"He tried to strangle me," Samantha recalled. "I was scared of him but I was afraid to leave him because I didn't know what he would do. When he strangled me two years ago, I didn't have any place to go so I went to Crossroads Mission here in Hastings."
Photo by Ben Bohall, NET News
Supporters relax in the shade while attending the second annual "Music in the Vines", a music festival organized to raise funds for the domestic violence organization Voices of Hope.
It was there that Samantha took the first step toward safety and recovery. Perhaps even more importantly, she realized the abuse would have to end.
"He hurt me real bad, inside and out. I guess something had to happen to me to see that I was going through abuse - real, physical abuse," she said. "The cop told me if he would have had his hand on my throat, I would have been gone. God gave me a sign that said, 'Get out of there before you die.'"
As disturbing as Samantha's tale might be, it's not uncommon. Her voice is one among many domestic violence victims in the state of Nebraska. According to the Nebraska Domestic Violence Sexual Assault Coalition (NDVSAC), agencies in Nebraska provided services to 28,047 people throughout the state. What sometimes is uncommon is the ability of victims to receive help, particularly in rural parts of Nebraska.
Sarah Balcolm, domestic violence program coordinator for the NDVSAC, said leaving an abusive situation in a small town can be challenging for both shelters and victims alike.
"In some areas of Nebraska, cell phone service - it just skips, you just can't reach anybody. If a woman lives on a farm or a ranch she's not going to leave because her animals won't be taken care of. Often abusers will threaten to hurt the animals, just like with pets," Balcolm said. "Another thing is the small town dynamics: everyone knows everybody."
For another victim, a mother-of-three living in North Platte whom we'll call Tracy, that small-town dynamic was one of the most difficult obstacles to overcome when making the decision to leave the abusive household she was stuck in only two months ago.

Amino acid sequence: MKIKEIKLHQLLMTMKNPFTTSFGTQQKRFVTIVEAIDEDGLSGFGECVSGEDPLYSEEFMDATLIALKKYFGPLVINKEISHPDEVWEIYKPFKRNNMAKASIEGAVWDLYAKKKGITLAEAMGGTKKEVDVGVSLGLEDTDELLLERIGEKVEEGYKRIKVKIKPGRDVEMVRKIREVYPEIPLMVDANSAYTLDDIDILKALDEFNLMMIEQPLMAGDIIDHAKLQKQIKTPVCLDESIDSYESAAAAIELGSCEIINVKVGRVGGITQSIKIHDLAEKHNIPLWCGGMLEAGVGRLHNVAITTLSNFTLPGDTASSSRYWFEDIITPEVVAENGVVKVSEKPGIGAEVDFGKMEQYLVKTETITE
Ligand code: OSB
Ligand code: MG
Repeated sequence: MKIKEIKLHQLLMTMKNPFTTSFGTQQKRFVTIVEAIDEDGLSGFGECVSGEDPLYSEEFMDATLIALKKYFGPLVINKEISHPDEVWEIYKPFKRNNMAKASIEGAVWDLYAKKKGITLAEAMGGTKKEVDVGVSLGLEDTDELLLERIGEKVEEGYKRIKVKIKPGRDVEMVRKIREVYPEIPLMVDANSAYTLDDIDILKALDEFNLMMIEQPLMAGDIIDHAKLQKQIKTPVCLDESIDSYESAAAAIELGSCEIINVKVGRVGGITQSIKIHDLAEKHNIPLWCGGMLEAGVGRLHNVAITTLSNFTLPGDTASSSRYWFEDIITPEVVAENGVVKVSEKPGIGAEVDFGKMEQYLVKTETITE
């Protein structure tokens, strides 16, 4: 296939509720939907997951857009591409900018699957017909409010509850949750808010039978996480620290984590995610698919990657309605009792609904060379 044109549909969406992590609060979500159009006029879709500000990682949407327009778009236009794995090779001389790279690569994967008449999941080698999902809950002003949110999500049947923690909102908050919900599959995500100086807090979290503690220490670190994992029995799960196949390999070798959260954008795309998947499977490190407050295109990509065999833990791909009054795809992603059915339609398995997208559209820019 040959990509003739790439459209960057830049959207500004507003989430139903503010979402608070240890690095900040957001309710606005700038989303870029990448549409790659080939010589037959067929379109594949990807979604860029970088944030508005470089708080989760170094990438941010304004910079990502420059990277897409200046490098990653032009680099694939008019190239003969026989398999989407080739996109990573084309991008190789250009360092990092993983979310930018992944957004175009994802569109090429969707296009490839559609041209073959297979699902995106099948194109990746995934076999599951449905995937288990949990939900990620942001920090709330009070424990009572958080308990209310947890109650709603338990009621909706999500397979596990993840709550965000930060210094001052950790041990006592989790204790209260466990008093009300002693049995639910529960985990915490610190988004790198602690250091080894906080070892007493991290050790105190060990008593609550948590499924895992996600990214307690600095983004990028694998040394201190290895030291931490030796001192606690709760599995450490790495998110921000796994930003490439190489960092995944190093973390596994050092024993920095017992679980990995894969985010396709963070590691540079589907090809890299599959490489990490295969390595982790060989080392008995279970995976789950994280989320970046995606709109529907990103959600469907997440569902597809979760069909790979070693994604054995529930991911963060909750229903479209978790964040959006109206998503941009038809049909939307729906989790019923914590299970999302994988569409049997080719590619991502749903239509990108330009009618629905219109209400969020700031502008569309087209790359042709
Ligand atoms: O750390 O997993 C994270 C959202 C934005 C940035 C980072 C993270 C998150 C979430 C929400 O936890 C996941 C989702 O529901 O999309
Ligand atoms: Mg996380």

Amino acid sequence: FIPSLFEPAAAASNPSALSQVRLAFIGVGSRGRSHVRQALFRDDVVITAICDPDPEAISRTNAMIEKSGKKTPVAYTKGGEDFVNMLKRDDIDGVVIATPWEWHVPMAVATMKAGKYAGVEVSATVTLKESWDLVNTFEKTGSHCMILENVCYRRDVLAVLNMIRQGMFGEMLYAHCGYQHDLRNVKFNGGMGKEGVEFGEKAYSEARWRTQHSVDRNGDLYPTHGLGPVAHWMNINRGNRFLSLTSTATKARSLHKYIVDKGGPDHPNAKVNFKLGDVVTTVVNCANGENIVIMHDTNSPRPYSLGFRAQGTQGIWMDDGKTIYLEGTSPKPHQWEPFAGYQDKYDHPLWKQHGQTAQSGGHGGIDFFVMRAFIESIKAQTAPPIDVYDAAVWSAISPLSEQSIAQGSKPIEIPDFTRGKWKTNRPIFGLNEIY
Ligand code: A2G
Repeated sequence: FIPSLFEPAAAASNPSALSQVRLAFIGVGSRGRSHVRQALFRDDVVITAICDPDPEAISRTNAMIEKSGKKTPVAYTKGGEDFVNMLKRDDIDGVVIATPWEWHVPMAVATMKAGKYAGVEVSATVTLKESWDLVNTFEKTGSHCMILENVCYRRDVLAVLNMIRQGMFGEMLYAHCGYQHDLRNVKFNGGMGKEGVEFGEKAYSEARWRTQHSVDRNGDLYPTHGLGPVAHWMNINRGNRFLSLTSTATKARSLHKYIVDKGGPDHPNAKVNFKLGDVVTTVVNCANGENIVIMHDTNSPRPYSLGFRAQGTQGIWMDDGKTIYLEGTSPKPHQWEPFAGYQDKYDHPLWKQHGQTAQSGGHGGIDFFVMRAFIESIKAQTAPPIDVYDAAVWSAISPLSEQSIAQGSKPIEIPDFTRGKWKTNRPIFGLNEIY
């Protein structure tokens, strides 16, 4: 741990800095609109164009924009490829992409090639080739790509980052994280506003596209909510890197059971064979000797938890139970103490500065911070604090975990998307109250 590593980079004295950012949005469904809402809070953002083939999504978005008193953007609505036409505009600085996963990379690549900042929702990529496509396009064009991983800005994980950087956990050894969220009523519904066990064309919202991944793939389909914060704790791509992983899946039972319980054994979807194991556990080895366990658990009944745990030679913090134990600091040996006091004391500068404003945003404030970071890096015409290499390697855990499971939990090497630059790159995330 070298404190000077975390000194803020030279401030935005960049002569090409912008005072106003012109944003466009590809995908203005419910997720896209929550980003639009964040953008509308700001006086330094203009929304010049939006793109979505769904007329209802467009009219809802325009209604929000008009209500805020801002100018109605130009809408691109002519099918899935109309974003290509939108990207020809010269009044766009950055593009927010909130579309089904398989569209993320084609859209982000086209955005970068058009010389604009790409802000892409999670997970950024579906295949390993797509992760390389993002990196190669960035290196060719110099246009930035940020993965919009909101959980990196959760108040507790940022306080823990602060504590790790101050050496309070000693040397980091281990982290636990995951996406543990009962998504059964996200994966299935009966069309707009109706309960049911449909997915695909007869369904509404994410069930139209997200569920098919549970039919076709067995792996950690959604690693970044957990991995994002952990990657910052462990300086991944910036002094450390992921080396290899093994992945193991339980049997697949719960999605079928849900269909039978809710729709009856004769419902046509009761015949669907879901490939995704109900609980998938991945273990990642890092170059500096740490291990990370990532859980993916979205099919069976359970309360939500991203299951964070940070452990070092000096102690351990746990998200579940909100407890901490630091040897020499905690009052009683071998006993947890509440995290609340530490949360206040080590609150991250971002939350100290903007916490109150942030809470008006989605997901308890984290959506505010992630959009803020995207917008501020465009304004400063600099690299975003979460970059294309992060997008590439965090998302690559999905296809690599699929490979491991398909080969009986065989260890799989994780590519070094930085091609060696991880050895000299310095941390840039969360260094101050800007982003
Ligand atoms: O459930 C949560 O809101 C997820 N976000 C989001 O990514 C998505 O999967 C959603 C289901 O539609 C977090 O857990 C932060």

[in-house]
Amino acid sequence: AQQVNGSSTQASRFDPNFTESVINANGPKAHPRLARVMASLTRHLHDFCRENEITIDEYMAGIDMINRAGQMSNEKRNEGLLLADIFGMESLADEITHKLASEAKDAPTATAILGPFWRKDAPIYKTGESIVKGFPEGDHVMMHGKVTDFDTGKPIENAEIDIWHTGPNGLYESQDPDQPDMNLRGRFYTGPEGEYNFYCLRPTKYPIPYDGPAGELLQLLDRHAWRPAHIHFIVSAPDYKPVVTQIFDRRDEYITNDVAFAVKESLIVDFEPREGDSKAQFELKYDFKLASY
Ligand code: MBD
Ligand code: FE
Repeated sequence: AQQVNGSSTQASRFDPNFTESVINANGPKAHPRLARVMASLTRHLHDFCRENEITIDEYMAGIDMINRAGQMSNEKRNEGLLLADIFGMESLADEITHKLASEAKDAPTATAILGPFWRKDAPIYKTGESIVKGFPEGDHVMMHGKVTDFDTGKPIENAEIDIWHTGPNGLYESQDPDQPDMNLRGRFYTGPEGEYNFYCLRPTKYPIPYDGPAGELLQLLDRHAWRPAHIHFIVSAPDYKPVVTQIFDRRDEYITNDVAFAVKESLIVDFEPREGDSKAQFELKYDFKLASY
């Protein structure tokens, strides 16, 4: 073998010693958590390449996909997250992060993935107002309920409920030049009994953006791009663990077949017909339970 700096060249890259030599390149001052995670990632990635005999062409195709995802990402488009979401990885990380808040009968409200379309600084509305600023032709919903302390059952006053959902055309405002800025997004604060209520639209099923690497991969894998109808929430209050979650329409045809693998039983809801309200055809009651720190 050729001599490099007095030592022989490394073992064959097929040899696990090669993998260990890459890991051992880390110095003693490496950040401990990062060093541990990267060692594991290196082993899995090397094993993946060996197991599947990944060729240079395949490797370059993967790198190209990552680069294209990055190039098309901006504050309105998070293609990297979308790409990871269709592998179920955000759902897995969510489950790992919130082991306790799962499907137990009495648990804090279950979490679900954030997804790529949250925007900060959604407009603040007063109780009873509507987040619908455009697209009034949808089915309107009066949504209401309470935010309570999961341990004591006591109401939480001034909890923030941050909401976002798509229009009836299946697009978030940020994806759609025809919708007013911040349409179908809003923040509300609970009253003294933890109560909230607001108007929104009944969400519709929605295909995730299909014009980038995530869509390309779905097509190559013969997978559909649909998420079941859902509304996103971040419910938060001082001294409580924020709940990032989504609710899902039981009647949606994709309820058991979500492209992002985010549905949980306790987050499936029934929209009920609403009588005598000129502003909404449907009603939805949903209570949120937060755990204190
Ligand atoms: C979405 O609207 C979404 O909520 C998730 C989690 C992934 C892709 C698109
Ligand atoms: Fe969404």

"That ran through my head every day," Tracy said. "What're they going to say about me? What are they going to do? You know, I was so scared, I didn't know what people would do or say. He had friends that would stand up for him before they'd stand up for me."
Like Samantha, it was only after Tracy was convinced her life was in danger that, with the help of her father, she contacted a local shelter and was able to escape with her children.
"He would throw me up against the refrigerator and just start yelling at me," she said. "It got to the point where I was so terrified, I thought something was going happen to me ... I was going to die that night. And my daughter came up to me and she had tears in her eyes, and she's like, 'Mommy I'm scared. I ... I'm scared.'
"That right there told me that I needed to get my children out," she said. "I needed to be the parent that needed to be strong and get them out of there."
Both Tracy and Samantha overcame the challenges of being in an abusive relationship within smaller communities. For support agencies and shelters throughout the state, however, and especially in rural areas, two large obstacles have been a tightening budget and a lack of resources. Many state- and federally-funded programs have been forced to find alternative ways to make ends meet. That problem was reflected in the annual National Network to End Domestic Violence census report. It's been particularly worse since the economic downturn in 2008.
Each year, the National Network has compiled census data for a period of 24 hours from domestic violence programs across the United States. The latest report in 2010 showed that 77 percent of the 22 Nebraska programs reported a rise in demand for services. Simultaneously, those agencies reported a 55 percent decrease in funding.
On a warm September afternoon in Eagle, the Lincoln-based organization Voices of Hope, which provides services for Lancaster County, held a musical fundraiser.
It was the second annual "Music of the Vines," and Patsy Martin, communications and resource development coordinator, sayid it's become one of the lifelines for an organization like Voices. A dwindling budget has forced the program to cut back.
"It's been challenging, and we've actually made some sacrifices to make sure our services continued," she said. "We tried to prioritize, and just felt like they could all be critical to somebody's safety, which is the bottom line. And so staff took a voluntary salary reduction and also took some voluntary furloughs, where they just took leave without pay, in order to really get through the worst of the times."
For Samantha however, a price can't be placed on the support and safety she's been given over the past two years by agencies like the Crossroads Mission in Hastings. And although the past is now behind her, she said that she never takes the kindness of shelters like the Crossroads for granted.
"I don't know. I just get in real bad situations," she explained. "I guess I just don't know how a man's really supposed to love a woman. I'm learning more and more by going to the meetings, and they're always here for me if I need something. For the grace of God, I'm glad I'm alive; some women don't get out of it, some people die over stuff like this. But there is light at the end of the tunnel."